Guru: Set Beats A Loop
August 23, 2021 Ted Holt
I’m sending you some RPG source code that I put into one of our inquiry programs and would like to have your insight. Instead of using the SETLL, DOW and READE opcodes to loop through a group of selected records, I used the SQL SET statement. This seems to me much easier for someone else to understand and follow. Is this good practice?
I was glad to see Mike’s email in my inbox, as always. He and I met in person at the RPG & DB2 Summit a few years ago, and I’ve enjoyed getting to know him. I was delighted to see that he is moving away from record-level access and toward SQL. I get a good bit of email from readers who want to use SQL in their programs, but have run into a problem of some sort. Maybe it’s finally time I addressed that topic.
First, we need a little database table for illustration.
create table Sales ( Order dec(5) not null, Line dec(3) not null, Deleted char(1) not null with default, Qty dec(3) not null with default, Price dec(5,2) not null with default, primary key (Order, Line) );
Now let’s look at the kind of code Mike said he doesn’t want to write any more.
FSales if e k disk rename(Sales: SalesRec) D ctOrderLines s 3p 0 D sumOrderLines s 7p 2 D SearchOrder s 5p 0 C EVAL ctOrderLines = *zero C EVAL sumOrderLines = *zero C SearchOrder SETLL Sales C SearchOrder READE SalesRec C DOW not %eof(Sales) C IF Deleted <> 'Y' C EVAL ctOrderLines += 1 C EVAL sumOrderLines += (Qty * Price) C ENDIF C SearchOrder READE SalesRec C ENDDO
And this is the sort of source code Mike sent along after we had worked on it a bit.
exec sql set (:ctOrderLines, :sumOrderLines) = (select count(*), sum(Qty * Price) from Sales where Order = :SearchOrder and Deleted <> 'Y');
Do these accomplish the same thing? Not quite. If there is at least one active (i.e., not deleted) row for the desired order, yes, the two yield the same results. But if there are no active rows, the second column returns null. (But not the first column. The count function never returns null.) This was easily fixed with the coalesce function.
exec sql set (:ctOrderLines, :sumOrderLines) = (select count(*), coalesce(sum(Qty * Price), 0) from Sales where Order = :SearchOrder and Deleted <> 'Y');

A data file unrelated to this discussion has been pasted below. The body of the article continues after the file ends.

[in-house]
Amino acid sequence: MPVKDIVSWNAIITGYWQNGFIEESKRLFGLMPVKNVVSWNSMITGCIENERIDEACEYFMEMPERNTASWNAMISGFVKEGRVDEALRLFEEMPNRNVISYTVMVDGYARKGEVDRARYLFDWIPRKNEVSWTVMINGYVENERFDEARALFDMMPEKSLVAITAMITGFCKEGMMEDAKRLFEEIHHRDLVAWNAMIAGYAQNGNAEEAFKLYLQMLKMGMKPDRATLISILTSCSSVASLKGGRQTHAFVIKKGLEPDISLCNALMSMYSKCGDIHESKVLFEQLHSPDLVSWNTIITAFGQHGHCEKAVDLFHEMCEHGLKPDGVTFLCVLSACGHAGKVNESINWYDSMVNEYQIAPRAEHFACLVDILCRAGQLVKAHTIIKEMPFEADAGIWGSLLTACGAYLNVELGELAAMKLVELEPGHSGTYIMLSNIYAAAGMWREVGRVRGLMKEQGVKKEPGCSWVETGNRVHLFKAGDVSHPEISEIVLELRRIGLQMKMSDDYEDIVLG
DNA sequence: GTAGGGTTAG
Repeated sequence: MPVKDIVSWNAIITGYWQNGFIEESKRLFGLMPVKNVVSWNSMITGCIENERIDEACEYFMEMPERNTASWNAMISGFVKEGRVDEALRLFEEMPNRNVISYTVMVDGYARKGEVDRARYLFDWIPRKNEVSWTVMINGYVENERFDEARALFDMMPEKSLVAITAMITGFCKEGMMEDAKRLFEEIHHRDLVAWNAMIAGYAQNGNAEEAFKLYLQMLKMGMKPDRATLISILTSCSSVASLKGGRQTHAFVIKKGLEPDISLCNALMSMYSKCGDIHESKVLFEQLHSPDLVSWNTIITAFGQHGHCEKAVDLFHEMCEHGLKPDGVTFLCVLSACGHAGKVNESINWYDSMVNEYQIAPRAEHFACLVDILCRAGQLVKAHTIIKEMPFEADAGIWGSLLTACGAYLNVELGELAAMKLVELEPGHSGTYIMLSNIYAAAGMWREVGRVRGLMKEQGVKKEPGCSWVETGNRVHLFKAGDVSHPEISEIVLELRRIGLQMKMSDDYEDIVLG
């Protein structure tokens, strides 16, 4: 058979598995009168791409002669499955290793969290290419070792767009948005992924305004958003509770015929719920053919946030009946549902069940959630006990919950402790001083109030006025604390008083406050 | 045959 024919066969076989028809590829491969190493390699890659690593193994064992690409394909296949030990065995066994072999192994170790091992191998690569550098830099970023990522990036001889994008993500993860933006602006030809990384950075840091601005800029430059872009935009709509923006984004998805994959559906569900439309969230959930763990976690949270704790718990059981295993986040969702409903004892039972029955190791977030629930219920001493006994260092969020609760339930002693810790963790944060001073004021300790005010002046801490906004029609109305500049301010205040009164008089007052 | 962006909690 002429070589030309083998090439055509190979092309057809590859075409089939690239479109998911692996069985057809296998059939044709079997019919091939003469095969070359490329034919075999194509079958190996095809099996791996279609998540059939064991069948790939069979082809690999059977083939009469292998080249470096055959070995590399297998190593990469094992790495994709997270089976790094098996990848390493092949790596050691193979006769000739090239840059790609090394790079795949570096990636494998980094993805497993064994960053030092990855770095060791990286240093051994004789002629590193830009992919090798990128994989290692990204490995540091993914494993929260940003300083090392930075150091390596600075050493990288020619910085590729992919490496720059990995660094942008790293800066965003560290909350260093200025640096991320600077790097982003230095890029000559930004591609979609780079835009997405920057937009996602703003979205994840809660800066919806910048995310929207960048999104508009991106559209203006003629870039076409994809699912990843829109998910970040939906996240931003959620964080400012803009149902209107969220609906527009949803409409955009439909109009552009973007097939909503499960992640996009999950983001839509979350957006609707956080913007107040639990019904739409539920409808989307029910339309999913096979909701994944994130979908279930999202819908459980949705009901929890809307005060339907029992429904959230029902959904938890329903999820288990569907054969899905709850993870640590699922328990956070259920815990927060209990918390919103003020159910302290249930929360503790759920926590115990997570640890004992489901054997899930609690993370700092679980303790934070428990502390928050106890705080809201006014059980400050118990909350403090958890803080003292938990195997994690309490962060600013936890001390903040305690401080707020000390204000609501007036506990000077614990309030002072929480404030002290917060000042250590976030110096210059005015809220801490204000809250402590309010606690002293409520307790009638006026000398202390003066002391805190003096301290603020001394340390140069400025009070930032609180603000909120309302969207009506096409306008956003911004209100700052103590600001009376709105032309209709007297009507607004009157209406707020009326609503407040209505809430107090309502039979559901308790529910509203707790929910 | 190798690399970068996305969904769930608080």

Now they’re equivalent. Wasn’t that easy?
Something else intrigued me. Mike had used the SET statement. Out of a habit hardened by years of embedding SQL in my RPG programs, I would have used SELECT INTO.
exec sql select count(*), coalesce(sum(Qty * Price), 0) into :ctOrderLines, :sumOrderLines from Sales where Order = :SearchOrder and Deleted <> 'Y';
That set me to wondering if there is any difference between SET and SELECT INTO. I found one slight difference in the 7.4 documentation. (See the links for SET and SELECT INTO in the related stories.) Here it is:
[SET] can be embedded in an application program. It is an executable statement that can be dynamically prepared if all variables being set are global variables. It must not be specified in REXX.
[SELECT INTO] can only be embedded in an application program. It is an executable statement that cannot be dynamically prepared. It must not be specified in REXX.
Not much, is it? I wrote a few short test programs and both SET and SELECT INTO behaved identically.
The answer to Mike’s question is a definite YES! This is definitely a good practice.
It’s hard for me to believe that so many shops still don’t use SQL in their programs, but during the past few years, I have seen enough to convince me that the code currently being written in many shops looks like what I used to write in the 1990s. Hearing from people like Mike encourages me and gives me hope that the future of this robust IBM i platform is not as bleak as the trade press says it is.
If you’re struggling with SQL, send me your code and I’ll try to help. Most people who email me with SQL problems are close to the solution and it’s not hard to put them on the right path. I won’t make promises, but I’ll help if I can. This is not a completely unselfish request. I learn a lot from reading other people’s code. Mike’s use of SET instead of SELECT INTO is only one example.